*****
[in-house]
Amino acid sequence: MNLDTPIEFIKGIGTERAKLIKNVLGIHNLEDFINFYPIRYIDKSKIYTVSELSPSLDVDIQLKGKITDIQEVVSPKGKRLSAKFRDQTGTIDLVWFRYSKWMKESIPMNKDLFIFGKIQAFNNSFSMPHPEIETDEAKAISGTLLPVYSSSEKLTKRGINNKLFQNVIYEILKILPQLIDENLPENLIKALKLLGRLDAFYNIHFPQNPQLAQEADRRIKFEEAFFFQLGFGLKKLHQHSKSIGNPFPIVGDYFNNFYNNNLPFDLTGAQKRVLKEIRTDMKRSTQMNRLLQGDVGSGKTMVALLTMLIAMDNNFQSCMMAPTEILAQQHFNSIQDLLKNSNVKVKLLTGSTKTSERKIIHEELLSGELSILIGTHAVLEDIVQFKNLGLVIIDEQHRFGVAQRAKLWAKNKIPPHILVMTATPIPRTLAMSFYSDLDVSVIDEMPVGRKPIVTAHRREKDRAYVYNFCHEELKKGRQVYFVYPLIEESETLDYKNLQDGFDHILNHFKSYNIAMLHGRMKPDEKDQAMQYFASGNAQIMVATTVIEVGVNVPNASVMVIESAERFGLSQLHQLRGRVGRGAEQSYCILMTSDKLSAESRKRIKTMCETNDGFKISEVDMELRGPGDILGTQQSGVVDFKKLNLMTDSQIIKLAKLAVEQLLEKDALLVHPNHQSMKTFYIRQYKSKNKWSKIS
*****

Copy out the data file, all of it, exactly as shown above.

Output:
[in-house]
Amino acid sequence: MNLDTPIEFIKGIGTERAKLIKNVLGIHNLEDFINFYPIRYIDKSKIYTVSELSPSLDVDIQLKGKITDIQEVVSPKGKRLSAKFRDQTGTIDLVWFRYSKWMKESIPMNKDLFIFGKIQAFNNSFSMPHPEIETDEAKAISGTLLPVYSSSEKLTKRGINNKLFQNVIYEILKILPQLIDENLPENLIKALKLLGRLDAFYNIHFPQNPQLAQEADRRIKFEEAFFFQLGFGLKKLHQHSKSIGNPFPIVGDYFNNFYNNNLPFDLTGAQKRVLKEIRTDMKRSTQMNRLLQGDVGSGKTMVALLTMLIAMDNNFQSCMMAPTEILAQQHFNSIQDLLKNSNVKVKLLTGSTKTSERKIIHEELLSGELSILIGTHAVLEDIVQFKNLGLVIIDEQHRFGVAQRAKLWAKNKIPPHILVMTATPIPRTLAMSFYSDLDVSVIDEMPVGRKPIVTAHRREKDRAYVYNFCHEELKKGRQVYFVYPLIEESETLDYKNLQDGFDHILNHFKSYNIAMLHGRMKPDEKDQAMQYFASGNAQIMVATTVIEVGVNVPNASVMVIESAERFGLSQLHQLRGRVGRGAEQSYCILMTSDKLSAESRKRIKTMCETNDGFKISEVDMELRGPGDILGTQQSGVVDFKKLNLMTDSQIIKLAKLAVEQLLEKDALLVHPNHQSMKTFYIRQYKSKNKWSKIS